Scientific indications suggest unequivocally that predictions should be provided only as probabilities, utilizing either ensembles with dynamical models or appropriate alternatives along with empirical models. Metrics involved with probability estimations and their interpretations, are more complex compared to the deterministic ones. The necessity of a procedure that in fact sets a framework including all aspects of seasonal ecosystem forecast is incontestable considering the steadily expanding demand and use of model estimations. The purpose of hind-casts will be the standard method for improving the sample measurements. However, hind-casts may also have many challenging concerns that should be tackled, like insufficient initialization data, non-stationary nature of observing systems and non-stationary nature of the marine ecosystem.
Producing reliable probability forecasts from ensembles of atmospheric/biophysical model integrations put enormous demands on computer resources. Computer power is essential so that one can resolve the details of such a system . It has been argued that, as a result of the nonlinear nature of a given system, systematic mistreatment of small-scale phenomena may lead to the systematic mistreatment of large-scale phenomena. However, one can find reasons for studying small-scale phenomena in their right. From an ecosystem prediction perspective, it is essential to have the ability to simulate such details, if models are able to forecast significant events like spring-blooms or fish stocks. However, this poses a significant dilemma given the current computing resources. To simulate extreme events, models with considerable complexity and resolution are required. On the other hand, estimating changes reliably to the probability distributions of extreme and relatively rare occasions, a large number of ensembles have to be used. One fact is inevitable; the more the necessity to provide reliable forecasts of uncertainty in the predictions of weather and ecosystem, the more the demand for computer power exceeds availability. Indeed the call for quantitative predictions of uncertainty is typically a pertinent consideration related to the design of future generations of supercomputers; ensemble prediction generally is a perfect application for parallel computing.
Model errors, particularly in areas exhibiting strong interannual variability of the ocean circulation and vertical mixing, such as the winter-spring period, continue to hamper seasonal prediction skill. The benefit of reducing the model error has not been overstated. There is a range of strategies for improving models including better representation of the interactions among the elements of the ecosystem (tuning and customization to reduce any model bias), better description of biogeochemical cycles, and substantially increased spatial resolution. All of these strategies ought to be vigorously pursued. Except the model errors, the production of seasonal forecast quality remains hindered using a wide range of factors, including:
I. Scarcity: Unlike daily forecasts, seasonal predictions can be obtained only a few times per year, creating difficulties in accumulating the information required to provide stable estimates of great quality (together with the expense of producing the predictions when ensembles are utilized),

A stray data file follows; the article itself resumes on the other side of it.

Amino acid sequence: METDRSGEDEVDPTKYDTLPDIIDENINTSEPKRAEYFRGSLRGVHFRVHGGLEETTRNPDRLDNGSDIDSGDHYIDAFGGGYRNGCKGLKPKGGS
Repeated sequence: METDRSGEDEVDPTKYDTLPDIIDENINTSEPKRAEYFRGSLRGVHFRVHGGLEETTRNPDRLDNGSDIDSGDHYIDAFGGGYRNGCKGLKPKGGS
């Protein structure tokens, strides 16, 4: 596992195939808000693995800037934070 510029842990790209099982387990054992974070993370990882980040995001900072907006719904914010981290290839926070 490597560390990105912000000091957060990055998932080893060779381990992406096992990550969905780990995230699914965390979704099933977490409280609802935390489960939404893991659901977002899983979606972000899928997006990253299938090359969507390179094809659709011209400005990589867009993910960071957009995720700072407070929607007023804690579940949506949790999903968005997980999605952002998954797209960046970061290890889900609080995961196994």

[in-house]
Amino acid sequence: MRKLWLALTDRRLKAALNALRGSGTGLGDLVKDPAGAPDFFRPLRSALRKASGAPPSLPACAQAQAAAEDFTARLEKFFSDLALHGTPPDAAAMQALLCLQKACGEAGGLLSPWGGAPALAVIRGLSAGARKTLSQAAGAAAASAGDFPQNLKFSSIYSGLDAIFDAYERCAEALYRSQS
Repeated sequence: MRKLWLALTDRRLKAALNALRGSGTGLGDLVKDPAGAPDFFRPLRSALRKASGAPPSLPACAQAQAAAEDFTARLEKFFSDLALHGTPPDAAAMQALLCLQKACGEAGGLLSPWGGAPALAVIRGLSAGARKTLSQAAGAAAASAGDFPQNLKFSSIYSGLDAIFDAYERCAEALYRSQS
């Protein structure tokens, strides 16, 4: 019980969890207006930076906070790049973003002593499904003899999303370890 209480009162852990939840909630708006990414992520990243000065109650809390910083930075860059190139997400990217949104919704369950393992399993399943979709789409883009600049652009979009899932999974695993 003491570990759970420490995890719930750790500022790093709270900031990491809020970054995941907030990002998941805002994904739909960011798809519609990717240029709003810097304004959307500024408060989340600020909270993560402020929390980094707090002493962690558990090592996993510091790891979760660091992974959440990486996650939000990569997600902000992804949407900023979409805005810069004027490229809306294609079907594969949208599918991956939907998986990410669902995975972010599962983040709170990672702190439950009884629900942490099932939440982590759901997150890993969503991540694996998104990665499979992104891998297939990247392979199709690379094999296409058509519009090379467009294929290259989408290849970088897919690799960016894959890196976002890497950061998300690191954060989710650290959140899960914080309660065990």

II. Changes in variability: Predictability of ecosystem variables varies between years, across the Mediterranean, Atlantic, Baltic and Black Sea with strong evidence that these variations are also related to atmospheric and hydrodynamic variability,
III. Seasonal quality: Most metrics of seasonal forecast quality, are mainly technically presented in a nature not easily communicated to audiences outside the seasonal forecasting community.
Several broad qualitative and quantitative outcomes have been produced from the experiments recommending that seasonal predictions are more skilful in specified regions. Furthermore, climatology, or persisting recent seasonal anomalies in many cases can provide useful information. The quality of seasonal predictions varies on an inter-annual basis, partly connected to inter-annual variability of the specific marine ecosystem dynamics; average quality also differs between particular seasons. The primary seasonal variables of great interest, predictions of specific hydrodynamic variables (temperature, salinity, etc.) usually are of better quality than biogeochemical variables, such as chlorophyll, nutrients, primary production, etc.
An overall recommendation, but with exceptions, is that initial conditions provided by data assimilation and used for the initialization of seasonal forecasts, improve the model projection but information on spatial patterns is lost quite quickly. It is demonstrated that in some regions and during some seasons, seasonal predictions have quality, but their translation into useful information for end-users is far from optimal; a concerted effort is essential to engage customers and seek their quantitative definition of value, so that the forecasts will be able to be used in decision-making issues. Since the direct connection between seasonal forecast quality and value has not been established, appropriate processes need to be engaged in measuring value in specific decision making instances independently from the assessment of quality. It is worth noted that a better experience in climate variability (e.g., the chances of varied scenarios, despite forecasts) could aid applications/ planning/management. The applying of forecasts requires trust in the overall quality of the forecasts and knowledge of forecast uncertainty.